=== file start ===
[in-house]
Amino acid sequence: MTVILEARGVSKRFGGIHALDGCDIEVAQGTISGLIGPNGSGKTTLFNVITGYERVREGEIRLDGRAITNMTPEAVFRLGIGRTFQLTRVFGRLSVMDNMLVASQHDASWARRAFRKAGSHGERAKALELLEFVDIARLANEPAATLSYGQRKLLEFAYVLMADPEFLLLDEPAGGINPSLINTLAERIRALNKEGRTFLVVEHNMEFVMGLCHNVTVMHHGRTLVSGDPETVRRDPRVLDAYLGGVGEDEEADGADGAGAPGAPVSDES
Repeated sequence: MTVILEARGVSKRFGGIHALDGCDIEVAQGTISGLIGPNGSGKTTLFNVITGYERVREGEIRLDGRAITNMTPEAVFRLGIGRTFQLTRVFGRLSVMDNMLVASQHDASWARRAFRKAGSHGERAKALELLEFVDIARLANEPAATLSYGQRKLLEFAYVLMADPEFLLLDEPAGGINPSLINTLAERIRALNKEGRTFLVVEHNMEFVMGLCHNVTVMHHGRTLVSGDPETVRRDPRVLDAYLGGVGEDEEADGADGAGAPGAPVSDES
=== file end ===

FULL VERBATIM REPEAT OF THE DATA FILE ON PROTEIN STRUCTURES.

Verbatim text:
[in-house]
Amino acid sequence: MTVILEARGVSKRFGGIHALDGCDIEVAQGTISGLIGPNGSGKTTLFNVITGYERVREGEIRLDGRAITNMTPEAVFRLGIGRTFQLTRVFGRLSVMDNMLVASQHDASWARRAFRKAGSHGERAKALELLEFVDIARLANEPAATLSYGQRKLLEFAYVLMADPEFLLLDEPAGGINPSLINTLAERIRALNKEGRTFLVVEHNMEFVMGLCHNVTVMHHGRTLVSGDPETVRRDPRVLDAYLGGVGEDEEADGADGAGAPGAPVSDES
Repeated sequence: MTVILEARGVSKRFGGIHALDGCDIEVAQGTISGLIGPNGSGKTTLFNVITGYERVREGEIRLDGRAITNMTPEAVFRLGIGRTFQLTRVFGRLSVMDNMLVASQHDASWARRAFRKAGSHGERAKALELLEFVDIARLANEPAATLSYGQRKLLEFAYVLMADPEFLLLDEPAGGINPSLINTLAERIRALNKEGRTFLVVEHNMEFVMGLCHNVTVMHHGRTLVSGDPETVRRDPRVLDAYLGGVGEDEEADGADGAGAPGAPVSDES